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You can get BitCoins for under 100 bucks via CoinBase and there are people on LocalBitCoins who are advertising offers to buy BitCoin for over 100 bucks. The spread is around $10; so I was considering arbitraging. Are there any laws that would apply to transactions conducted through the LocalBitcoins website that I might not be aware of? I'm thinking of a situation where a person you sell BitCoins to might, unbeknownst to you, turn around and do something illegal with them, and get caught. Would the seller of those coins some how be in the wrong in the eyes of the law?

Edit: I'm looking specifically for applicable US laws it would probably have to be several thousand bucks a week to be worth the time.

  • If you get into selling on LB, you'll quickly understand why LB sellers price 5%-20% on top of the exchange rate. When I was an active seller earlier this year, my break-even point was 4% buying on CampBX and selling on LB. There's to make it actually worth my time, it was at least another 2-6%. – Colin Dean Aug 12 '13 at 0:24
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I'm not a lawyer. In the U.S., the lack of mens rea in your example would not cause you to have violated any laws. As a person selling your coins, it is not your responsibility to determine your buyer's intentions.

Of course, this is not quite so simple. Money transmitters have regulations that include AML/KYC (know your customer) requirements which might be a factor here. FinCEN has asserted that the conversion of bitcoins to and from cash (or other substitutes for value) is transmission of money. So if you are engaged in trading as a business (i.e., not as an "infrequent" trader) you would likely be expected to be registered as a money service business (MSB), be licensed as a money transmitter and follow the AML/KYC requirements when conducting those trades. Those requirements would involve gathering identity in certain instances, keeping records (for five years), and reporting suspicious activity.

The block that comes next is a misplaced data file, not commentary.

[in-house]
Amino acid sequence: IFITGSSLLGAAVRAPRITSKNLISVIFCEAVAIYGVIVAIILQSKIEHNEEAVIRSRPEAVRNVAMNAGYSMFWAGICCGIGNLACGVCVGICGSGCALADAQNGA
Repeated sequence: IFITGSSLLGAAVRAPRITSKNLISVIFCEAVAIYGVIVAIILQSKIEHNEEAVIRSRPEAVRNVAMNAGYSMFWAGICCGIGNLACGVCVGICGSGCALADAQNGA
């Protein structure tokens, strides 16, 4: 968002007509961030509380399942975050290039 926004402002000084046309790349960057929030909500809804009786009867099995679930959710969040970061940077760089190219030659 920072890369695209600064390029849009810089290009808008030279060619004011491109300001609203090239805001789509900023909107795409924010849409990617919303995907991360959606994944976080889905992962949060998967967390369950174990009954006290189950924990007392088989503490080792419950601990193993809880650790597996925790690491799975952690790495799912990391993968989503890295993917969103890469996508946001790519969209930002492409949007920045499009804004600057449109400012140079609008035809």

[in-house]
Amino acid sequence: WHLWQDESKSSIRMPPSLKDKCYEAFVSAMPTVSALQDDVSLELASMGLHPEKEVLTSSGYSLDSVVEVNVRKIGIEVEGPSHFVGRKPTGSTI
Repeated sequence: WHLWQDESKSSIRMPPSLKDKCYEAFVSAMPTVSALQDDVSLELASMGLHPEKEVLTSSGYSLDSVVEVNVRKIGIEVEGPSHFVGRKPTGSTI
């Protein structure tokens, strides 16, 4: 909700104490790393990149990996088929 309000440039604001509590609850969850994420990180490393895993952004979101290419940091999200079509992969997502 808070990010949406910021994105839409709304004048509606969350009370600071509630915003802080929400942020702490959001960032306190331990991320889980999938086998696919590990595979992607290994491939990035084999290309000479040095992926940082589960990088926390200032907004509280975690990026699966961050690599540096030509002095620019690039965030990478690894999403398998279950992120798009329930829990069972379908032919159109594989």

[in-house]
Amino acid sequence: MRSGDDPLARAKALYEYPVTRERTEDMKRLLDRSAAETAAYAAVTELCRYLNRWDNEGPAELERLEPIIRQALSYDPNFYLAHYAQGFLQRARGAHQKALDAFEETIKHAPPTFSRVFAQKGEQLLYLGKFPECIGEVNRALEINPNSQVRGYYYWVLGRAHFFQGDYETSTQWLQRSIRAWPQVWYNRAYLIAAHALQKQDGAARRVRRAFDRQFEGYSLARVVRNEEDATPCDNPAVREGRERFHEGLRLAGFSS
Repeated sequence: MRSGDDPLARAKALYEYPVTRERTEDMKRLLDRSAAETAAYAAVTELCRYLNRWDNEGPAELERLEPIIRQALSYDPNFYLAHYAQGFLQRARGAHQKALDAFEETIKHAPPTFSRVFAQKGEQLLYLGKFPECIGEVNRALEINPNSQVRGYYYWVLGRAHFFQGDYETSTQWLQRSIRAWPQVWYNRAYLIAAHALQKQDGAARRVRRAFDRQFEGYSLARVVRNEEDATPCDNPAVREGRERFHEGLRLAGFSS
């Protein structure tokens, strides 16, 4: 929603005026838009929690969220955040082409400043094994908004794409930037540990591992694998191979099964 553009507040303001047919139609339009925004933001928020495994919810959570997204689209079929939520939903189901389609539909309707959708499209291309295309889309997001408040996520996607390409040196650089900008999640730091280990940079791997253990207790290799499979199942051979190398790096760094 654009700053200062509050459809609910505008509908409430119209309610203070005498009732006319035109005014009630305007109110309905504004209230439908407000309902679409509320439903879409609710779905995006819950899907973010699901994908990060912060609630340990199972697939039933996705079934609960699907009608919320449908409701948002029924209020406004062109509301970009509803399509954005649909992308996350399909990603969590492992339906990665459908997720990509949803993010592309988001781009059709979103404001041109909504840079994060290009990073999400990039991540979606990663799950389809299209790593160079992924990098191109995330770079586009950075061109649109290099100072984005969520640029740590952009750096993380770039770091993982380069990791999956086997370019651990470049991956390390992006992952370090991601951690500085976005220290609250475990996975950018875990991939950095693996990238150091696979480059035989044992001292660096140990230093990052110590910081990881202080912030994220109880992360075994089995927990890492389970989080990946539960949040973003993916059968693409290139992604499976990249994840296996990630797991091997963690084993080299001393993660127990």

Now, whether law enforcement will pursue a trader for trading without registering or following AML/KYC is unknown. There are multiple individual traders whose banks have taken action to shut down service to their customers whose banking activity might be linked to providing Bitcoin exchange services.

So regardless of whether there is legal risk, there are other hurdles when engaging in trading to consider.

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The laws that apply depend on your country of residence.

There usually exist some sort of Know Your Customer (KYC) regulation which requires you to check the background if the sum in the trade is very large or your customer has odd buying patterns and you should suspect illegal activity. Also if you trade money professionally you might need to acquire some sort of licence. However, there cannot be an exact answer until we know

  1. in which country and state you are in

  2. what the daily trade volume you are going to have is.

After selling the bitcoins it really doesn't matter what happens with them. Like with cash, it is out of your control and not your responsibility to follow the money. In fact, most of the cash contains traces of cocaine and no one feels bad about it.

You might get some in-depth information if you ask this question on one of the LocalBitcoins.com region specific discussion forums where traders who buy and sell in that region might explain what regulations they follow.

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